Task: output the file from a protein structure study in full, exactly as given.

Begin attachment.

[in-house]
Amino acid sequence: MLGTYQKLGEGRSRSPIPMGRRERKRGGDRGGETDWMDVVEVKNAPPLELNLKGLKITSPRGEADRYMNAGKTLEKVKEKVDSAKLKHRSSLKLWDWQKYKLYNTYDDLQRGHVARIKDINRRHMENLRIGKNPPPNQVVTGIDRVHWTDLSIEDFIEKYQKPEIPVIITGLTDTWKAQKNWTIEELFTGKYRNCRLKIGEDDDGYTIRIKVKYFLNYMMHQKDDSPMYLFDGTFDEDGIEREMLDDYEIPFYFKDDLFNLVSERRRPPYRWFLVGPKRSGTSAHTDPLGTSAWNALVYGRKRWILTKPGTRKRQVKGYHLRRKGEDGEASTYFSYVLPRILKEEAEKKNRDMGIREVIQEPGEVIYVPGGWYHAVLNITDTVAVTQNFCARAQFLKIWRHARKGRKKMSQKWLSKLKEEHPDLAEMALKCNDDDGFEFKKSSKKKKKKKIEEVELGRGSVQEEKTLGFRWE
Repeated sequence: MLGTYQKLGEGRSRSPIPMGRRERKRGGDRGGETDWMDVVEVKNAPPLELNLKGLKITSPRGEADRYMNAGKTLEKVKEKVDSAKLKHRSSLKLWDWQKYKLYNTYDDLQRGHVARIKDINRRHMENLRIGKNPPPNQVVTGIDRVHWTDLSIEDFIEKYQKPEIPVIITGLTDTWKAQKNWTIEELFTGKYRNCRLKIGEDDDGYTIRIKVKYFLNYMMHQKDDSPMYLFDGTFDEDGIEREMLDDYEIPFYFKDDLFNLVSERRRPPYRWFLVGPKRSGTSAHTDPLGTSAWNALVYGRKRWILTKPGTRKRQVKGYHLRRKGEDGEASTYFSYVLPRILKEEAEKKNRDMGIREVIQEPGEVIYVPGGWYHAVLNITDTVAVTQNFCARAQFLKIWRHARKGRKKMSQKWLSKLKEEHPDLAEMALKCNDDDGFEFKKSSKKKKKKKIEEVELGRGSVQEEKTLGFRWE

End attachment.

[in-house]
Amino acid sequence: MLGTYQKLGEGRSRSPIPMGRRERKRGGDRGGETDWMDVVEVKNAPPLELNLKGLKITSPRGEADRYMNAGKTLEKVKEKVDSAKLKHRSSLKLWDWQKYKLYNTYDDLQRGHVARIKDINRRHMENLRIGKNPPPNQVVTGIDRVHWTDLSIEDFIEKYQKPEIPVIITGLTDTWKAQKNWTIEELFTGKYRNCRLKIGEDDDGYTIRIKVKYFLNYMMHQKDDSPMYLFDGTFDEDGIEREMLDDYEIPFYFKDDLFNLVSERRRPPYRWFLVGPKRSGTSAHTDPLGTSAWNALVYGRKRWILTKPGTRKRQVKGYHLRRKGEDGEASTYFSYVLPRILKEEAEKKNRDMGIREVIQEPGEVIYVPGGWYHAVLNITDTVAVTQNFCARAQFLKIWRHARKGRKKMSQKWLSKLKEEHPDLAEMALKCNDDDGFEFKKSSKKKKKKKIEEVELGRGSVQEEKTLGFRWE
Repeated sequence: MLGTYQKLGEGRSRSPIPMGRRERKRGGDRGGETDWMDVVEVKNAPPLELNLKGLKITSPRGEADRYMNAGKTLEKVKEKVDSAKLKHRSSLKLWDWQKYKLYNTYDDLQRGHVARIKDINRRHMENLRIGKNPPPNQVVTGIDRVHWTDLSIEDFIEKYQKPEIPVIITGLTDTWKAQKNWTIEELFTGKYRNCRLKIGEDDDGYTIRIKVKYFLNYMMHQKDDSPMYLFDGTFDEDGIEREMLDDYEIPFYFKDDLFNLVSERRRPPYRWFLVGPKRSGTSAHTDPLGTSAWNALVYGRKRWILTKPGTRKRQVKGYHLRRKGEDGEASTYFSYVLPRILKEEAEKKNRDMGIREVIQEPGEVIYVPGGWYHAVLNITDTVAVTQNFCARAQFLKIWRHARKGRKKMSQKWLSKLKEEHPDLAEMALKCNDDDGFEFKKSSKKKKKKKIEEVELGRGSVQEEKTLGFRWE